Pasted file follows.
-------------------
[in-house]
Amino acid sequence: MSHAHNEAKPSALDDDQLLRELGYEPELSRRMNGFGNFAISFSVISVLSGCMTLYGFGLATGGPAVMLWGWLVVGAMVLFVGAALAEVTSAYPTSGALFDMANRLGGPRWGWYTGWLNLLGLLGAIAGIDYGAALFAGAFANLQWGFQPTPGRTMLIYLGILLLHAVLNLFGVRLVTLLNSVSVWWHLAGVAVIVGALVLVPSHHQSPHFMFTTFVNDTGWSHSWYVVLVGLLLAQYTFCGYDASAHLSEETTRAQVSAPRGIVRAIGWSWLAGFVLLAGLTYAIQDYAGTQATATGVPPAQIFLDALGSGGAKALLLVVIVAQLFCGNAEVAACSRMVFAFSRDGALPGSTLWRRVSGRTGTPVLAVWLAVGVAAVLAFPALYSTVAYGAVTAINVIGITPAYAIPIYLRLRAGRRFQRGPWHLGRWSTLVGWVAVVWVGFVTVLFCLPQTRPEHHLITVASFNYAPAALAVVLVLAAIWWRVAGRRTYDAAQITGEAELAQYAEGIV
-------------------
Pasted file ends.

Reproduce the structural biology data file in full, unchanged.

[in-house]
Amino acid sequence: MSHAHNEAKPSALDDDQLLRELGYEPELSRRMNGFGNFAISFSVISVLSGCMTLYGFGLATGGPAVMLWGWLVVGAMVLFVGAALAEVTSAYPTSGALFDMANRLGGPRWGWYTGWLNLLGLLGAIAGIDYGAALFAGAFANLQWGFQPTPGRTMLIYLGILLLHAVLNLFGVRLVTLLNSVSVWWHLAGVAVIVGALVLVPSHHQSPHFMFTTFVNDTGWSHSWYVVLVGLLLAQYTFCGYDASAHLSEETTRAQVSAPRGIVRAIGWSWLAGFVLLAGLTYAIQDYAGTQATATGVPPAQIFLDALGSGGAKALLLVVIVAQLFCGNAEVAACSRMVFAFSRDGALPGSTLWRRVSGRTGTPVLAVWLAVGVAAVLAFPALYSTVAYGAVTAINVIGITPAYAIPIYLRLRAGRRFQRGPWHLGRWSTLVGWVAVVWVGFVTVLFCLPQTRPEHHLITVASFNYAPAALAVVLVLAAIWWRVAGRRTYDAAQITGEAELAQYAEGIV